Making this type of integration work is largely about culture, says Tom Kennedy, Global Head of Analytics Services at Refinitiv.
“Culture is vital in building an environment in which everybody can engage and collaborate – to communicate as a team,” he said. “It’s about building a good team mindset.”
On the technical side, the decision of whether to capture the data via siloed systems first and then move it to a single, central repository or to access the data directly from the siloed systems in real time depends on a firm’s use case.
Paul Burleton, Associate Director at Lysis Financial, said, “There are many issues with data being transferred from one place to another; you can lose information or get incorrect information transfer. That’s a massive problem, so try and get it from source, if possible.”
To prevent bottlenecks, and to facilitate the process of change, the underlying technology must be developed as an ecosystem of component parts rather than as big, monolithic systems that are joined by bridges. Using modular, microservice architectures can ensure that the ecosystem is flexible enough to handle the changes demanded of reporting, and yet can work with the wider business.
Once the data is captured, it may still reside within different siloes. While that is enough to support reporting, to make it more versatile it must typically be drawn into other data analysis systems and correlated with other data sets in order to build a picture. This may not only mean rows and columns of numbers; it can also include unstructured data such as voice, the most challenging type of data to handle in this process, which must now be caught on the trading desk.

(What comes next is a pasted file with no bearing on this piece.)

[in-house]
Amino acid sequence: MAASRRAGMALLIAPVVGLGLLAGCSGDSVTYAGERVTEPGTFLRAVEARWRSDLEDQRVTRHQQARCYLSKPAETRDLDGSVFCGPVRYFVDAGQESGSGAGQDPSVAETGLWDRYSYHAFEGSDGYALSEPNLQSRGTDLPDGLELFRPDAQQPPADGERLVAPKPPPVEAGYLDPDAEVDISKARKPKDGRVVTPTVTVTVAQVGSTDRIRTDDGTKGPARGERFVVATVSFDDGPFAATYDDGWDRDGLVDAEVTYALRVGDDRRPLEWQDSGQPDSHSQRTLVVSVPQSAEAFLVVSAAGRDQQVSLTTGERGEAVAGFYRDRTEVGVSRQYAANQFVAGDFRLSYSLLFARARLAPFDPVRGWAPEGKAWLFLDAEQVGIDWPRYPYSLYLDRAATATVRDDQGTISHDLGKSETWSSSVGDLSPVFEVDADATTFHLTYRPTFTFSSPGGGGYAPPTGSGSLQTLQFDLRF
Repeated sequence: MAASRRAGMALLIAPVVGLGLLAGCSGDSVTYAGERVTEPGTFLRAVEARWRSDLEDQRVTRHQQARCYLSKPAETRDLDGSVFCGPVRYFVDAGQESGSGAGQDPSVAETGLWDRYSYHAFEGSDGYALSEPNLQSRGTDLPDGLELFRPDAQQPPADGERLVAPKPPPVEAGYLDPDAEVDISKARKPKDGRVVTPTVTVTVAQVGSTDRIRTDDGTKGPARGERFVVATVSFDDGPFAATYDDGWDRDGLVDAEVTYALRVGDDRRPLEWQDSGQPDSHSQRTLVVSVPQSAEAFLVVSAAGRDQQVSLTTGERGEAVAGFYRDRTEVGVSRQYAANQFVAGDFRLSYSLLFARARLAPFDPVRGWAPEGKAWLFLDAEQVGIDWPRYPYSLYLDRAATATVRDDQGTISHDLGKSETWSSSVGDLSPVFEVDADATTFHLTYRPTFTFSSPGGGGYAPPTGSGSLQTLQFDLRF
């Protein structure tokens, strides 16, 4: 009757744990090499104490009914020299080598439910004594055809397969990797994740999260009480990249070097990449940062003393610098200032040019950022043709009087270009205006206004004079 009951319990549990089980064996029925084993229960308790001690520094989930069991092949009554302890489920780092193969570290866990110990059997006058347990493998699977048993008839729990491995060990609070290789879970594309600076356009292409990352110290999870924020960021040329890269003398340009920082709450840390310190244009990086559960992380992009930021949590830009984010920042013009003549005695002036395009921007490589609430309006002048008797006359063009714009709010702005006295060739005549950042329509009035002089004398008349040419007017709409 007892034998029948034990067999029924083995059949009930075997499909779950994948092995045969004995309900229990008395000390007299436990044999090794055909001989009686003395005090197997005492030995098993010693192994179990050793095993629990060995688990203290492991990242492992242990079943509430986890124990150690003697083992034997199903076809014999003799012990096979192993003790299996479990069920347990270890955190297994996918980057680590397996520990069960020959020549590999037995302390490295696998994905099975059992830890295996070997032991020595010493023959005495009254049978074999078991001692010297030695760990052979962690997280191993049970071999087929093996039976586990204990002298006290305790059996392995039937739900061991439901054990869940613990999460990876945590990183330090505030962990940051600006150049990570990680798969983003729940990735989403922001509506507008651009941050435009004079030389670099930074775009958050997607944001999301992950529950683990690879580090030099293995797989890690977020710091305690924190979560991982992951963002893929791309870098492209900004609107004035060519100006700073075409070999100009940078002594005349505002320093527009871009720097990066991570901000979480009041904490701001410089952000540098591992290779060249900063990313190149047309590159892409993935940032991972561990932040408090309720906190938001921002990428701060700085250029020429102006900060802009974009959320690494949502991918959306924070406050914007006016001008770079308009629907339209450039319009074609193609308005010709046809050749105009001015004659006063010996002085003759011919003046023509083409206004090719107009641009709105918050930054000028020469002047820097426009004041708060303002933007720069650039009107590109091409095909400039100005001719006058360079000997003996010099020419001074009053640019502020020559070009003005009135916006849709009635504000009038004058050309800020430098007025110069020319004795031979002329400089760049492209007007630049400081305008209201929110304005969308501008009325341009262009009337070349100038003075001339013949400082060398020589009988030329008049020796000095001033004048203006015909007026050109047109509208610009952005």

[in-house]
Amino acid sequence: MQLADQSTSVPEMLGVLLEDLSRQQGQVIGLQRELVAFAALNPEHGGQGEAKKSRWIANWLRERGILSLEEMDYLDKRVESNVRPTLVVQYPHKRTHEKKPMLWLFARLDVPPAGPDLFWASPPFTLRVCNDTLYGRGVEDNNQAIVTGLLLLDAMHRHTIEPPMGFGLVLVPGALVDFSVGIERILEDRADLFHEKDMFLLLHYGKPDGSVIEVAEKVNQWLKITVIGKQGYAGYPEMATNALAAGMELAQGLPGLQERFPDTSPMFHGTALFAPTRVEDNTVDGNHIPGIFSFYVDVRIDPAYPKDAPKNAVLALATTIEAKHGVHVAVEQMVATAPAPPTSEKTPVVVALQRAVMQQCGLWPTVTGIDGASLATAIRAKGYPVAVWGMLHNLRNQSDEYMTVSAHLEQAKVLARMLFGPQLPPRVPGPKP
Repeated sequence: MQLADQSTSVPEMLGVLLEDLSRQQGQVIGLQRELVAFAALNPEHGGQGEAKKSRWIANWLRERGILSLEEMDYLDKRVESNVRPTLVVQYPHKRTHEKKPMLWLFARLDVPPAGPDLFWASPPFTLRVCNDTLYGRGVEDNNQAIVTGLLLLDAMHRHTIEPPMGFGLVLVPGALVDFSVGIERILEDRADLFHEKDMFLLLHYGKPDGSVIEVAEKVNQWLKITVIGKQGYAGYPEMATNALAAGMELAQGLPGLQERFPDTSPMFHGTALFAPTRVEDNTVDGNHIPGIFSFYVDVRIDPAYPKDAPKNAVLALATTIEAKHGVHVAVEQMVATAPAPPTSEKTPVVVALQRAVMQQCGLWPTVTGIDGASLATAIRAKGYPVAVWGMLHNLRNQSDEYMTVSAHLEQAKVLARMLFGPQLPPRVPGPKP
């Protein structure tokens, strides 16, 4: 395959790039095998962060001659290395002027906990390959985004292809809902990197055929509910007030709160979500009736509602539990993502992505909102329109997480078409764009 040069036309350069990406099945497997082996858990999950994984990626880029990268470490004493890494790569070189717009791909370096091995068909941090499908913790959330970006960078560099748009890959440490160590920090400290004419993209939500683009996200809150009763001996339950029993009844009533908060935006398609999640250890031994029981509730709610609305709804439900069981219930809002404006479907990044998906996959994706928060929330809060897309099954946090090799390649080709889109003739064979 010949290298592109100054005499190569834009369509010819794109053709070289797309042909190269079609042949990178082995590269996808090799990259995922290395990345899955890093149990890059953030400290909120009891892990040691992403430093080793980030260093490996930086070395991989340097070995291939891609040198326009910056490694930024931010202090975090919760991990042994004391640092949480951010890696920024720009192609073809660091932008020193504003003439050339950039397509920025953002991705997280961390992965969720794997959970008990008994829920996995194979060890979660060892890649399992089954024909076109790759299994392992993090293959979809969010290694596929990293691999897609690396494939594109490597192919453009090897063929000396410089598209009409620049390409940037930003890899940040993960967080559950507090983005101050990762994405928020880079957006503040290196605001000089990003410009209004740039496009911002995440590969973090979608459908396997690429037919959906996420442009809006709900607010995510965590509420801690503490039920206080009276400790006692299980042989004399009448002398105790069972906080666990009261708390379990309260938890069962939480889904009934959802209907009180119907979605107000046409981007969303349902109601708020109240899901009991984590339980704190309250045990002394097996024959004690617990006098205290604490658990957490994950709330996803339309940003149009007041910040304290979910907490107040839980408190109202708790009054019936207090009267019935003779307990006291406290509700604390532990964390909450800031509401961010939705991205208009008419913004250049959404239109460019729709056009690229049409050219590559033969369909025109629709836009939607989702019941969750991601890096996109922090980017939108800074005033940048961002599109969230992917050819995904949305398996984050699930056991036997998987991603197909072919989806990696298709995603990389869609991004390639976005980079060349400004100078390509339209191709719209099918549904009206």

“This can be where artificial intelligence comes into play, when you need to understand the proximity of accuracy to know [the data] is indeed the right asset and we are correlating to the right order,” said Weitzman.
Mark Hollings, Associate Director at KPMG added, “You can ‘turn up’ your AI to be able to look for repeated patterns over which a Compliance or Risk Officer might zone out when surveying large data sets.”
Correlating interactions on phone and email with trading activity to support compliance processes such as market abuse or ‘know your customer’ rules cannot be achieved without taking a holistic approach, which must be conveyed to all participants.